Wednesday, April 16, 2014

Lawmakers plot against Sanusi’s N5000 note

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Members of the National stand headstrong against the CBN’s currency reform.

A forceful motion from the two arms of the National Assembly will seek to halt the proposed currency reforms aimed at introducing coins and a five thousand naira note, federal lawmakers said Monday.

The lawmakers warned that resolutions emanating from both the upper and lower house will demand a discontinuation of the Central Bank of Nigeria’s policy which is backed by the federal government. This gives an indication that the planned reform may further strain an already frosty relationship between the legislature and the executive.

The Senate and the House of Representatives will resume on Tuesday from more than two-month recess, a troubling period that coincided with some of the nation’s most disquieting events in 2012, from alarming insecurity to flooding to fuel scarcity and the currency furor.

Chairman senate committee on Business and Rules, Ita Enang, told PREMIUM TIMES that the senate’s early sessions from Tuesday will “urgently” address those national exigencies that arose during its absence.

“We will look at the all the urgent issues that affected while we were away,” Mr. Enang said on Monday. “We will treat those issues very urgently and then continue with the legislative agenda of the senate.”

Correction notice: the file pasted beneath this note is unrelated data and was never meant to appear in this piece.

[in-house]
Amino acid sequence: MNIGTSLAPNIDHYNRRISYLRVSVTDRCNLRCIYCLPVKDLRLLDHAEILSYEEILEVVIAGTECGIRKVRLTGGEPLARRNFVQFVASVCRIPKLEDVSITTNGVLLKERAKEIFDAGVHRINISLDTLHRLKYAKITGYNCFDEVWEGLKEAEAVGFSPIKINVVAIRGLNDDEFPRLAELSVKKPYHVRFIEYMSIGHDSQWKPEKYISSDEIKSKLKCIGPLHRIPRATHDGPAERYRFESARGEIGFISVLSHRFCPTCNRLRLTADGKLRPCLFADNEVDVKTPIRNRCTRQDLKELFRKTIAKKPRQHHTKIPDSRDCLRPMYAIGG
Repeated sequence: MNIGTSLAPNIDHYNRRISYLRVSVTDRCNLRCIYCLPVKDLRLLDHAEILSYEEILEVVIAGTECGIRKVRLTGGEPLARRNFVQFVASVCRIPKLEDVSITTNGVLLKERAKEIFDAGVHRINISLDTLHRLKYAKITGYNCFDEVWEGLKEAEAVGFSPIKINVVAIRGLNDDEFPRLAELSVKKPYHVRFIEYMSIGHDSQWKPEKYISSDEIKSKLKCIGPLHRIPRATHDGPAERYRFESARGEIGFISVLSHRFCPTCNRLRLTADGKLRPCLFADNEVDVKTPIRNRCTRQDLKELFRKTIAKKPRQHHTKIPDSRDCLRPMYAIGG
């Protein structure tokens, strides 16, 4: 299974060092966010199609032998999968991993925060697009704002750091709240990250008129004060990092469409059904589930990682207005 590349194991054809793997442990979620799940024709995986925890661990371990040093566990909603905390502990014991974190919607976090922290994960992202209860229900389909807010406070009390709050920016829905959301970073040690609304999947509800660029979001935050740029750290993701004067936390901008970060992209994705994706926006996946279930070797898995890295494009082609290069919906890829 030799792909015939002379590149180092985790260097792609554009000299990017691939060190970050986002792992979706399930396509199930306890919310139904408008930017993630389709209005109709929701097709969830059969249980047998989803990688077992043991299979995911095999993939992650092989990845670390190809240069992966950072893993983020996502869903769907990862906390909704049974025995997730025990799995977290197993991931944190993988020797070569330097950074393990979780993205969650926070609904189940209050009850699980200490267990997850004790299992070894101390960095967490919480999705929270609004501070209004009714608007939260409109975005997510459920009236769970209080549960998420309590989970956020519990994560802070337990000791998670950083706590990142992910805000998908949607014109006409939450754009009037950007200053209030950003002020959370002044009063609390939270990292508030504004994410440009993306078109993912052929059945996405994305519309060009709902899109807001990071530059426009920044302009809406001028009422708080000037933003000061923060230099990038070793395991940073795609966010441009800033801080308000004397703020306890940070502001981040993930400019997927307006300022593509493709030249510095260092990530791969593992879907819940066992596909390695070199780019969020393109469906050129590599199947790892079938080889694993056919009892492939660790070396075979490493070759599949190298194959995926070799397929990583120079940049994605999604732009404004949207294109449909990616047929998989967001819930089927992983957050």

Mr. Enang, however, would not be categorical about the senate’s plan of action on the currency controversy. But other lawmakers who asked not be quoted, said the two chambers are preparing the motions that will be debated on the subject on Tuesday.

Many lawmakers have in the past criticized the currency plan championed by the CBN governor, Lamido Sanusi, which will see N5, N10, N20 and N50 converted to coins while a N5000 note will be introduced.

In previous interviews, Mr. Enang, said the plan will serve the interest of foreign organizations like the World Bank, and has the capacity to undermine the Goodluck Jonathan administration.

The Federal Government has firmly rejected arguments the new measures will usher in inflation and hurt small scale businesses, and announced last week the decision was irrevocable.

The matter will only be amongst many touchy issues to be considered by the National Assembly as it resumes. The contentious Petroleum Industry Bill is also lined up for attention as some lawmakers particularly from the Northern part of the country are reportedly bent on foiling the passage of the bill.

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